After every Grand Prix Paolo Simoncelli entrusts his thoughts to a sort of open letter. The Mugello weekend, which was marked by the death of Jason Dupasquier, particularly touched him and we leave you with his words.
"This Mugello has been incredibly sad, from the first step I made inside the circuit on Wednesday morning, to the last one I made to get out on Sunday afternoon . In the first place, because of the empty grandstands that where replacing the sound of the engines, of the chainsaws, and the smokebombes of few years ago, when the slogan was “you can’t sleep in Mugello”; as last for the heartbreaking news of Jason Dupasquier.
It has been a stormy start of the weekend for Lorenzo Fellon, we discussed a little as I was trying to explain him “calmly” how the life in a team works. He fought from the last position to the middle of the classification, so I guess he understood, I’m satisfied.
Pole Position on Saturday for Tatsuki Suzuki after struggling in the last races, which I catalog as “various and eventual vicissitudes”. He did a good race as protagonist, but in a rage of very few tenths of a second there were so many riders and the main strait of Mugello is never-ending. The Pole Position always gives huge emotions, but we “made up” for real just when he gave me his watch as a present.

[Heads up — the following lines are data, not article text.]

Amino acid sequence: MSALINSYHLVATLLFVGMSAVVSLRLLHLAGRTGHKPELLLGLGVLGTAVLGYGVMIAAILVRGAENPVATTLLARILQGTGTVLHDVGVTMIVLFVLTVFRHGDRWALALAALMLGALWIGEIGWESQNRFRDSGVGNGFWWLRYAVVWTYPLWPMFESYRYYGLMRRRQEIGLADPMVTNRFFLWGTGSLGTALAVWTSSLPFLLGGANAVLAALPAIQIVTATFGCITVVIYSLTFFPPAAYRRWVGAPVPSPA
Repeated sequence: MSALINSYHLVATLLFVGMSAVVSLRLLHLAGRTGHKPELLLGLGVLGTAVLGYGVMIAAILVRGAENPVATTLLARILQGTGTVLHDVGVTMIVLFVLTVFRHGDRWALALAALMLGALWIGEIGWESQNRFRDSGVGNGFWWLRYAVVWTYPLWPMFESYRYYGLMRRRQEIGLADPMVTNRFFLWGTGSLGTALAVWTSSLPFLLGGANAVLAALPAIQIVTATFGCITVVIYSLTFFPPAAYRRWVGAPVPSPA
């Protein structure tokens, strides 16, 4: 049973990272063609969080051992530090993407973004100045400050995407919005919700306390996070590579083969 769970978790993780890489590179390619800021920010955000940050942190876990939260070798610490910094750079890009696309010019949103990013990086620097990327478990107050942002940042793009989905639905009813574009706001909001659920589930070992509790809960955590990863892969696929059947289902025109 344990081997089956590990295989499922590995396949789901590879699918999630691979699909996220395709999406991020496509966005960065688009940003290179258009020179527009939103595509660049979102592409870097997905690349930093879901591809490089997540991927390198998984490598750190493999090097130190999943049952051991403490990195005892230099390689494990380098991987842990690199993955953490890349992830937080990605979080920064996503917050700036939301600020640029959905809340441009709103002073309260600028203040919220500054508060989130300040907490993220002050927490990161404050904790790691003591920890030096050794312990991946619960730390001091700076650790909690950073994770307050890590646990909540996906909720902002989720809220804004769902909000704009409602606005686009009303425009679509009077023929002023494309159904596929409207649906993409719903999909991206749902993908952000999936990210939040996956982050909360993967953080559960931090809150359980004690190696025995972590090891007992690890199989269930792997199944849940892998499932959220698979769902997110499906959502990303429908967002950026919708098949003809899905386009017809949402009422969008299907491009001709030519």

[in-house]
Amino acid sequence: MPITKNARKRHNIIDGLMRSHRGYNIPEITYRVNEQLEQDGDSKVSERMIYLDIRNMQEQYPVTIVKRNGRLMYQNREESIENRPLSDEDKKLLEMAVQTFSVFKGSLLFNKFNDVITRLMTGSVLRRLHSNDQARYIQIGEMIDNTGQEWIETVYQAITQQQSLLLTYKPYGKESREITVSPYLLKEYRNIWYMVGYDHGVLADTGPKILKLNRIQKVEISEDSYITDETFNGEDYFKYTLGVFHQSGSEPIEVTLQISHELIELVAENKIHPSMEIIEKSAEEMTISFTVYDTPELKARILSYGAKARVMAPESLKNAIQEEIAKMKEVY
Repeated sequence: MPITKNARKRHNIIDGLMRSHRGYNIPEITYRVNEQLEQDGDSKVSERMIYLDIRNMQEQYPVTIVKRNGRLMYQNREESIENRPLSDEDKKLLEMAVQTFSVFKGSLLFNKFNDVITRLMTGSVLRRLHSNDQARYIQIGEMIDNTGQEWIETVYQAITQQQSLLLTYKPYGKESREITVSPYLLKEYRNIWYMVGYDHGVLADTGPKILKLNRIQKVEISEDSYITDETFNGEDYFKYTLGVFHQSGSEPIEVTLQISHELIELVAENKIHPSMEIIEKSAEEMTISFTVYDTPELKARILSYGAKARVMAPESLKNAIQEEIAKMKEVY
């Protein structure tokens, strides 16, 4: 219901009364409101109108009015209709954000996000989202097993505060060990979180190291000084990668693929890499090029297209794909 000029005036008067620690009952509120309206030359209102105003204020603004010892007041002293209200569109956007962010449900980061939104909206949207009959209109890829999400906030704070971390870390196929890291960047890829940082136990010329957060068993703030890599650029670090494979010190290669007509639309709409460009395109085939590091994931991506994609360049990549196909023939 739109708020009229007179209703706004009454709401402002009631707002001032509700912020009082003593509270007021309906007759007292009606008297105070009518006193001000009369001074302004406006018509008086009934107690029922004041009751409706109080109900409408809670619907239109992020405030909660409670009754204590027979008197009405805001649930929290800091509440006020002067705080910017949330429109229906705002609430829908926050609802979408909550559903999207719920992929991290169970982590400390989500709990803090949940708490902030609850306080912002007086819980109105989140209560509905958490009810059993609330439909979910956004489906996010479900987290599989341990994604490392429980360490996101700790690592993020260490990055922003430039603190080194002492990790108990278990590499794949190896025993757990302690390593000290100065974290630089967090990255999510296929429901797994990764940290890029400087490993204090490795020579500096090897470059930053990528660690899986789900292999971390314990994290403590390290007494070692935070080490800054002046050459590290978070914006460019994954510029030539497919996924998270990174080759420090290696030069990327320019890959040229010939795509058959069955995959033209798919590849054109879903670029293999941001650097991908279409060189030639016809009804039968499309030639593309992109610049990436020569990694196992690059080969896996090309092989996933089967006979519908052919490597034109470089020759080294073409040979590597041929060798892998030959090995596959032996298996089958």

It is hard to say, and hard to hear it, but motorcycling sometimes pretends something back, like a tax to be paid. It is a risky sport, expensive, the riders knows it, we all know it, but when it’s time to pay we’re never ready. My thoughts goes to Jason’s family, I know that type of pain and there is no consolation. I know they have another son riding, now they’ll have to face another difficult decision.
In all the interviews I’ve made in those years, I’ve always said I’ve been lucky for the way I lost Marco, without suffering, leaving while doing what he loved the most, without living in pain or suffering or limited after the life full of experiences he had. Because one thing is to be born in a certain condition, another is to adapt after an accident to a life without the use of your arms and legs, I think it would be difficult to accept it. But then, on Saturday, I saw Elvio, one year after his accident, with his father Aligi Deganello cuddling him, both smiling.
Elvio was the same Elvio, in spite of everything. They still have the chance to hug each other, to laugh together, to talk. I’m so happy for them and seeing them even closer than before, it made me think that... well, maybe “I’ve not been that lucky”.